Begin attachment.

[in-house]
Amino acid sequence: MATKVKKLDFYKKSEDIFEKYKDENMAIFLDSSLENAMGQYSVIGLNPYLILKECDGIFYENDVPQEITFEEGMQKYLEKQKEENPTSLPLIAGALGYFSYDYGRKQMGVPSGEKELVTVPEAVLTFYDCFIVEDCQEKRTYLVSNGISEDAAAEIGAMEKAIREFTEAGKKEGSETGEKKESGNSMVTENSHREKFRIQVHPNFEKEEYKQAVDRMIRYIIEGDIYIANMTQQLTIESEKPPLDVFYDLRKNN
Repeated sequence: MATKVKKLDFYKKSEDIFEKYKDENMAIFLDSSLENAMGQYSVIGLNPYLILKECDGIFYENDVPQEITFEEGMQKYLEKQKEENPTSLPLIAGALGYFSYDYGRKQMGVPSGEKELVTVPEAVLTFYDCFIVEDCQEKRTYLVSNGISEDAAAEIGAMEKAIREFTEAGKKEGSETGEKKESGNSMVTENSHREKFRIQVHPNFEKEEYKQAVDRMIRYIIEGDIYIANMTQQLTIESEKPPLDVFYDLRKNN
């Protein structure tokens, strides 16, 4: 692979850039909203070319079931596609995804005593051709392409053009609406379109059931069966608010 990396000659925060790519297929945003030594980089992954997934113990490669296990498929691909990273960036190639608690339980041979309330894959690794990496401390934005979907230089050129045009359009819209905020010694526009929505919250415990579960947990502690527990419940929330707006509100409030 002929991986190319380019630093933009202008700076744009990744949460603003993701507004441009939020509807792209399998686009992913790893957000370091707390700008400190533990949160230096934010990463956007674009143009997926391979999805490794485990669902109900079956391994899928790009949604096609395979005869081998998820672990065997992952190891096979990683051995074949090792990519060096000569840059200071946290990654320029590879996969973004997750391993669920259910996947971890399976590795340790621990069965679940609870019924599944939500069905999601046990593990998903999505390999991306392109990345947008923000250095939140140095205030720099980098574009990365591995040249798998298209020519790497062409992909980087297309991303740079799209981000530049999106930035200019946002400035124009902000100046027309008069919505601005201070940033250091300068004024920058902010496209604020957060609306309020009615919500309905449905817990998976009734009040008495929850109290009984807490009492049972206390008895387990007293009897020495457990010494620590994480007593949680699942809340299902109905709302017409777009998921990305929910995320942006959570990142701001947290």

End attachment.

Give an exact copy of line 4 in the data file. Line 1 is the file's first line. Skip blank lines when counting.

């Protein structure tokens, strides 16, 4: 692979850039909203070319079931596609995804005593051709392409053009609406379109059931069966608010 990396000659925060790519297929945003030594980089992954997934113990490669296990498929691909990273960036190639608690339980041979309330894959690794990496401390934005979907230089050129045009359009819209905020010694526009929505919250415990579960947990502690527990419940929330707006509100409030 002929991986190319380019630093933009202008700076744009990744949460603003993701507004441009939020509807792209399998686009992913790893957000370091707390700008400190533990949160230096934010990463956007674009143009997926391979999805490794485990669902109900079956391994899928790009949604096609395979005869081998998820672990065997992952190891096979990683051995074949090792990519060096000569840059200071946290990654320029590879996969973004997750391993669920259910996947971890399976590795340790621990069965679940609870019924599944939500069905999601046990593990998903999505390999991306392109990345947008923000250095939140140095205030720099980098574009990365591995040249798998298209020519790497062409992909980087297309991303740079799209981000530049999106930035200019946002400035124009902000100046027309008069919505601005201070940033250091300068004024920058902010496209604020957060609306309020009615919500309905449905817990998976009734009040008495929850109290009984807490009492049972206390008895387990007293009897020495457990010494620590994480007593949680699942809340299902109905709302017409777009998921990305929910995320942006959570990142701001947290």